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New companies join Teaching Consortium

last modified Jan 28, 2014 04:33 PM
New companies join Teaching Consortium

Teaching Consortium companies

CEB is delighted to welcome ABB and Granherne as new members of its teaching consortium. ABB is well known for its leading role in the power, automation and process industries and Granherne is one of the world's foremost engineering consultancies specialising in the hydrocarbon and energy industry with experience spanning all types of offshore, onshore, and downstream projects.

The Teaching Consortium at the Department of Chemical Engineering and Biotechnology at the University of Cambridge has been in operation for 13 years and is currently in its fifth phase. Originally assembled to assist and advise with the transition between the two-year ("Old regulations") and three-year ("New regulations") undergraduate MEng course in the late 1990s, the Teaching Consortium today forms our external industrial teaching advisory board. Consortium members actively support all aspects of process design teaching and professional skills training on the undergraduate MEng course whilst also providing regular advice on MEng curriculum development from an employer's point of view. In addition, Consortium members support graduate research by sponsoring projects and travel bursaries on the doctoral training programme as well as the MPhil ACE course.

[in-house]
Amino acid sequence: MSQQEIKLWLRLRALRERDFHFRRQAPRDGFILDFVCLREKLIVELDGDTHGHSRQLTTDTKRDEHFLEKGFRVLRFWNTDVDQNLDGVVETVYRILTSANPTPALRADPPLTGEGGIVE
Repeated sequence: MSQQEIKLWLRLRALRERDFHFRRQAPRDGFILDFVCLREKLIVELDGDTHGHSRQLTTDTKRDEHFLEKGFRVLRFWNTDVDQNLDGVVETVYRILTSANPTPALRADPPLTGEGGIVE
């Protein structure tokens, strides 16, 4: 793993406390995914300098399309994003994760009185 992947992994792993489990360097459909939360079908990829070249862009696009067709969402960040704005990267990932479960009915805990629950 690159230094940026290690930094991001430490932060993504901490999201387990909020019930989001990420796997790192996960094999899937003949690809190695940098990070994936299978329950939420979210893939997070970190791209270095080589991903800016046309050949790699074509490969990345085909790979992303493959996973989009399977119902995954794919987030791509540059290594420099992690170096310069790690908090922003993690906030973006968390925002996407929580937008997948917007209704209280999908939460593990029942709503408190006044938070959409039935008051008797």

Professor Nigel Slater, Head of Department said, "The Department of Chemical Engineering and Biotechnology values the support it obtains from the industrial members of the Teaching Consortium, both in terms of the advice and guidance we obtain that enables us to educate our students in the best possible way to meet the demands of industry and through the financial support that benefits our teaching directly through the provision of resources. By participating in the Teaching Consortium, companies gain the opportunity to present themselves to our students and influence their educational experience so that our students can make better informed decisions about their career choices. In this way the Teaching Consortium benefits both the Department of Chemical Engineering and Biotechnology and its industrial members."